Federal government in car loan business

The government may be able to do for the car industry what it has tried to do for housing

By 247 wallst Nov 10, 2009 12:24PM

Buying a car © Creatas/PicturequestThe federal government is highly active in getting banks to reset loans for people by improving the terms of their monthly payments.

The Homeowner Affordability and Stability Plan has had mixed success, but it has helped keep tens of thousands of people in their homes.

The Administration’s entire home foreclosure program is a $75 billion multi-purpose plan designed to help as many as 9 million borrowers suffering from falling home prices and unaffordable monthly payments.

That's an expensive program to help what may be a modest number of people with their mortgages.


The government tried to make a related effort to help the auto industry. “Cash for clunkers” did not change people’s car payments. It did give them financial incentives to buy more fuel-efficient cars, and those incentives were large enough to bring down the total cost of owning a new vehicle considerably.


AutoNation (AN) chief executive Mike Jackson, who runs the largest publicly-traded car dealer chain in the country, said he does not expect to see improvement of any magnitude in U.S. vehicle sales until 2011.

This year, the American market will only support sales of about 10 million cars and light trucks. That level is so low it nearly put GM and Chrysler out of business. Jackson believes the industry faces at least one more hard year because of unemployment and the lack of credit.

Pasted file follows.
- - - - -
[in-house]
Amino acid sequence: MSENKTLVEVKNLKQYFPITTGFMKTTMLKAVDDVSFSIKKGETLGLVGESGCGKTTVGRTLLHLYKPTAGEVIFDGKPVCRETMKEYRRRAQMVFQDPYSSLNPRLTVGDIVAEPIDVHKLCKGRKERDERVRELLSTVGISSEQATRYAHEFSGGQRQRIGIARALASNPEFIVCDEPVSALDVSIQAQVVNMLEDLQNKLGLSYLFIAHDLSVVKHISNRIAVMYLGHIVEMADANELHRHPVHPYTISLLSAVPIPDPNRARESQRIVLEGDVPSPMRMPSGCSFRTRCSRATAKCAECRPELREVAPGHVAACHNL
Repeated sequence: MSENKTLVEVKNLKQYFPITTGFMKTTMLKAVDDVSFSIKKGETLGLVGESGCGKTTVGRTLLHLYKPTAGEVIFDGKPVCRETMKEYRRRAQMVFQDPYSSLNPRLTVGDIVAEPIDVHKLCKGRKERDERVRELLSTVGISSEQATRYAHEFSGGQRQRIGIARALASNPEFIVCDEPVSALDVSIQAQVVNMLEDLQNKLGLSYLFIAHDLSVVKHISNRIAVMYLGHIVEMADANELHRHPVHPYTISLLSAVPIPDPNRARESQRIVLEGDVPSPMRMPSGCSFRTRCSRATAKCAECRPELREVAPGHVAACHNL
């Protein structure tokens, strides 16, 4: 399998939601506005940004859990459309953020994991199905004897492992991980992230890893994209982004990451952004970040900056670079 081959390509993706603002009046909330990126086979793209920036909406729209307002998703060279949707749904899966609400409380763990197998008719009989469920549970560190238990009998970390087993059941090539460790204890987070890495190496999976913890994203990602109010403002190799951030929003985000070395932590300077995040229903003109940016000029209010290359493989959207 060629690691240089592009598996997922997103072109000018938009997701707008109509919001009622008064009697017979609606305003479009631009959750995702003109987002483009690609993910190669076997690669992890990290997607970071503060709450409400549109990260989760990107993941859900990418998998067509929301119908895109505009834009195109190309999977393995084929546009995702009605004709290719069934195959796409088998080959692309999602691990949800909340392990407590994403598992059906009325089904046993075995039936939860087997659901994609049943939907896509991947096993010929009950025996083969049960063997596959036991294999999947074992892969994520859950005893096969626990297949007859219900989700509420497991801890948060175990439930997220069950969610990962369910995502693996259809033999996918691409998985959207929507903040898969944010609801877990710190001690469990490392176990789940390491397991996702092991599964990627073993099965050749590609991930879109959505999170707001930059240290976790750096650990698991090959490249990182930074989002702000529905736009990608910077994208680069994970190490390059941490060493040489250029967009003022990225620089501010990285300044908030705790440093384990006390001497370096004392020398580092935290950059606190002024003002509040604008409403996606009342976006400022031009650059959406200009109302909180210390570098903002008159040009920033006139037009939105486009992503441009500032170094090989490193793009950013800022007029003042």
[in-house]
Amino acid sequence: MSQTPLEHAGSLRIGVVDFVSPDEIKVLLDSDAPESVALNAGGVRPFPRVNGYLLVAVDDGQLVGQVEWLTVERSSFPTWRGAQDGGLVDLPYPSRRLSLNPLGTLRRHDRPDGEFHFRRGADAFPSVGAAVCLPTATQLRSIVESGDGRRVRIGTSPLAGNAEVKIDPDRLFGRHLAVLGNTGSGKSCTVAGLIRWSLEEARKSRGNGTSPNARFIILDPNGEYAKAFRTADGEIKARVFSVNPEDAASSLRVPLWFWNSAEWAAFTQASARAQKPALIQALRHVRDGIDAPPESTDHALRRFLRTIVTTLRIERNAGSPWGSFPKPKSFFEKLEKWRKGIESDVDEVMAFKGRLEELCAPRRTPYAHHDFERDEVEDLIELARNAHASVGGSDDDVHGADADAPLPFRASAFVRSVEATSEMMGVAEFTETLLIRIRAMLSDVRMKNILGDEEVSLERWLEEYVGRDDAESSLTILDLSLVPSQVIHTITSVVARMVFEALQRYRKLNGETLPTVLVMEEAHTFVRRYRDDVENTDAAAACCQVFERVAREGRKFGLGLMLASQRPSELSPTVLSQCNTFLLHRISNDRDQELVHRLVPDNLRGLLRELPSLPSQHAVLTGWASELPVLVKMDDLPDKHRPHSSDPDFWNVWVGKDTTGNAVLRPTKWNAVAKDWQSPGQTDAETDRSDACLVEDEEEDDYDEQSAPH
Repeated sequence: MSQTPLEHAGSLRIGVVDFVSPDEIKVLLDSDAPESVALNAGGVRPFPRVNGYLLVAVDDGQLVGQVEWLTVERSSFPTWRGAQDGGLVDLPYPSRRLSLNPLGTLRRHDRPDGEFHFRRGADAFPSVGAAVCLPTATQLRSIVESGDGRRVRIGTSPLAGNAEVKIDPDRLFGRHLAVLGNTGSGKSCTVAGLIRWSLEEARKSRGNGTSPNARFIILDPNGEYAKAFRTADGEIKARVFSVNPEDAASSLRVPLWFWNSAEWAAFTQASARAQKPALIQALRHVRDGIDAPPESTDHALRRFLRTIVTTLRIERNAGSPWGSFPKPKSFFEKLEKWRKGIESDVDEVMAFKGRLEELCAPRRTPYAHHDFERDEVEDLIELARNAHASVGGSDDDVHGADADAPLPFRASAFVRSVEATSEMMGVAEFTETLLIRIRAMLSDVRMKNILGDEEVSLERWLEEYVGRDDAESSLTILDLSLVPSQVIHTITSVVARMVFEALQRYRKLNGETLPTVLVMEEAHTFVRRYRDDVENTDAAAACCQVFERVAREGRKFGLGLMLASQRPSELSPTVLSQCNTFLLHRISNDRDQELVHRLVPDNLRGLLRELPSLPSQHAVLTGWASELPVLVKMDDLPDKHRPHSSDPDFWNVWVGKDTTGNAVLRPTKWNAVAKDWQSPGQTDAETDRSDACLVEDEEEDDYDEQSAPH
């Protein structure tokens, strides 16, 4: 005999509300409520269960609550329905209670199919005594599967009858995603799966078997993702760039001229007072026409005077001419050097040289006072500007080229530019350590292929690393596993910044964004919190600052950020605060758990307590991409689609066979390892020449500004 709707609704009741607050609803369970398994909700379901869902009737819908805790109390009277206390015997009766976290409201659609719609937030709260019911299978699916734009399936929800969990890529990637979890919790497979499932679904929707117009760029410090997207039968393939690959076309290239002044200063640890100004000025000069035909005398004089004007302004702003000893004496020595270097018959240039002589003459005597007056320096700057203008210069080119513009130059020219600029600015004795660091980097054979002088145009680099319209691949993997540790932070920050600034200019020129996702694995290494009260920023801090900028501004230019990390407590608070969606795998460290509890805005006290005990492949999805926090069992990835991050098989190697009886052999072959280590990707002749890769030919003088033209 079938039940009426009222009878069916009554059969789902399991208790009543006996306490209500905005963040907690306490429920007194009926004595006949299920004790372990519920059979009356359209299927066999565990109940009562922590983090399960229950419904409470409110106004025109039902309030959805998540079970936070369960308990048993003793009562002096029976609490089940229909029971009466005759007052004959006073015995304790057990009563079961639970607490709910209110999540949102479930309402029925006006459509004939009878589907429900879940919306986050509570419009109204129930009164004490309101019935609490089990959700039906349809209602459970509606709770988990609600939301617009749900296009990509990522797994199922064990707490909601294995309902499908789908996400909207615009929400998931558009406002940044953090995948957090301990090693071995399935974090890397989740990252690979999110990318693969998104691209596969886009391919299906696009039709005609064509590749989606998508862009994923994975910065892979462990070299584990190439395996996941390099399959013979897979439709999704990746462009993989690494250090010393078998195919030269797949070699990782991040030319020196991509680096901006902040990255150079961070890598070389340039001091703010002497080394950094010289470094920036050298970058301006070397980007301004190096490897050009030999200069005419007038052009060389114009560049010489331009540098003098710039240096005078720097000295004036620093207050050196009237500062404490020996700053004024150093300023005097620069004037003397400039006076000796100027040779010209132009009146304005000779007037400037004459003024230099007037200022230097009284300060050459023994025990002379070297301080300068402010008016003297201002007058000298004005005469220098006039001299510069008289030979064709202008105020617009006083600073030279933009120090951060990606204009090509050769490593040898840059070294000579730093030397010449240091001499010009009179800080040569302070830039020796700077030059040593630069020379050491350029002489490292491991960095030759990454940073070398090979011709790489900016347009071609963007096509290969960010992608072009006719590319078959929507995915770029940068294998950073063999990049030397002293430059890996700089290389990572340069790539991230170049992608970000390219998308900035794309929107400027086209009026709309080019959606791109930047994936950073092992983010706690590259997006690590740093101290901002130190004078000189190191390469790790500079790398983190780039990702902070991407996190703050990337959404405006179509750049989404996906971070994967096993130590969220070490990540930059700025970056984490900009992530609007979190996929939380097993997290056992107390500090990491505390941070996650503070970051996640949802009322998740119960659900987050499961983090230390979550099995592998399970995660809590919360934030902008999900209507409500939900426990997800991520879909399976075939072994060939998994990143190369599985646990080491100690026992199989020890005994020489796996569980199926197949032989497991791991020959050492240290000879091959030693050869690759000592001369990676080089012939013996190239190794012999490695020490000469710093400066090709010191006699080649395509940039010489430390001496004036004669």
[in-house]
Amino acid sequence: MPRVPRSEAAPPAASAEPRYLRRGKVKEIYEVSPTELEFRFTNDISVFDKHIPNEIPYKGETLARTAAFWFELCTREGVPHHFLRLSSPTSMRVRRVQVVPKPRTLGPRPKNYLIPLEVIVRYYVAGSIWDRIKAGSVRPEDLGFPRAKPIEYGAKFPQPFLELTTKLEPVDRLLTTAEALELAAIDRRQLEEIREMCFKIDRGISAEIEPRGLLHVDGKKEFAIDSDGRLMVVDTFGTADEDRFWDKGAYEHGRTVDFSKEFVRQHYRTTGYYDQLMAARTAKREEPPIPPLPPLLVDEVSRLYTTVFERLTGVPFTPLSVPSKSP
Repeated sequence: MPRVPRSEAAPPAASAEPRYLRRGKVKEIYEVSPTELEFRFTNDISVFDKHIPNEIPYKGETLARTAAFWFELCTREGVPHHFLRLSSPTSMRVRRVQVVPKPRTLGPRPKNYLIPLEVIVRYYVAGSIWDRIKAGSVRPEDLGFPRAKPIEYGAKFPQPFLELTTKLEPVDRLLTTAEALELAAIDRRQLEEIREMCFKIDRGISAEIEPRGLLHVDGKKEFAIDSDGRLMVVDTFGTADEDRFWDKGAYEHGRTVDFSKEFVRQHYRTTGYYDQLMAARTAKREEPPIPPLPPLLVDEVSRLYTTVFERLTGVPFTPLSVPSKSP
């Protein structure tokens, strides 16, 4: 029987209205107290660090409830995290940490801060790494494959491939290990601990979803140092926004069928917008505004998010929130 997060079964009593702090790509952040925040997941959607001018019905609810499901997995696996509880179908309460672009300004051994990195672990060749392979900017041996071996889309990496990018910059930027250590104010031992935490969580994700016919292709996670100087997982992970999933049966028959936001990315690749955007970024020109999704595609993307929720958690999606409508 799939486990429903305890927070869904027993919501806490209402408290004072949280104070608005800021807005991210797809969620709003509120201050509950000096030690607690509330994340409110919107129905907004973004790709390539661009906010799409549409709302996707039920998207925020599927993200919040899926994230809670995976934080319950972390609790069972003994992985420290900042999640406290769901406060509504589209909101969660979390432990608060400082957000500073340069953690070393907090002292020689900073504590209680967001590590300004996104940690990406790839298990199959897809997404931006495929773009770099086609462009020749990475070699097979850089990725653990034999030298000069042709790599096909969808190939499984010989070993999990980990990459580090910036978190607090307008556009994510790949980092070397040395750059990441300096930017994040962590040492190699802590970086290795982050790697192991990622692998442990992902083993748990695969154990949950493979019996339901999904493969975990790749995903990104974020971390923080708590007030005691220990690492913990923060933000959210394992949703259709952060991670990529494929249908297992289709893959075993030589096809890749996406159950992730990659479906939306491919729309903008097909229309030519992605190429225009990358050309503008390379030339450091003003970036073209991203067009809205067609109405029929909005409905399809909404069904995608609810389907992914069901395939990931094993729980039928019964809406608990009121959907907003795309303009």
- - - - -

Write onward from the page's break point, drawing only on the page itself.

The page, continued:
“They simply don’t have the money to lend," he said, according to the Associated Press. "So, of course, they make the standards unreasonably tough and unreasonably difficult, because they just want to say no. They don’t want to say yes."

And, it is really that simple. Many people who could normally afford a car and still have a job cannot get a car because they cannot get a loan.


The federal government has the opportunity to help the car industry and the hundreds of businesses that supply it and the tens of thousands of people that they employ by doing just one simple thing: Guarantee the car payments of people who are credit worthy by most reasonable standards.

The guarantees can be made through the normal banking system or the lending arms of the car companies. The government would probably be taking a very modest risk if the car buyers are screened through the typical lending process.

A South Korean car company, Hyundai, allows people who lose their jobs or become disabled to turn their cars back to the dealer within a year of purchase.


The American government is not making an offer like Hyundai’s but if it wants to get the car business back in gear it is going to have to come up with some reasonable plan to help creditworthy buyers buy cars.


Top Stocks writer Douglas A. McIntyre is an editor at 24/7 Wall St.


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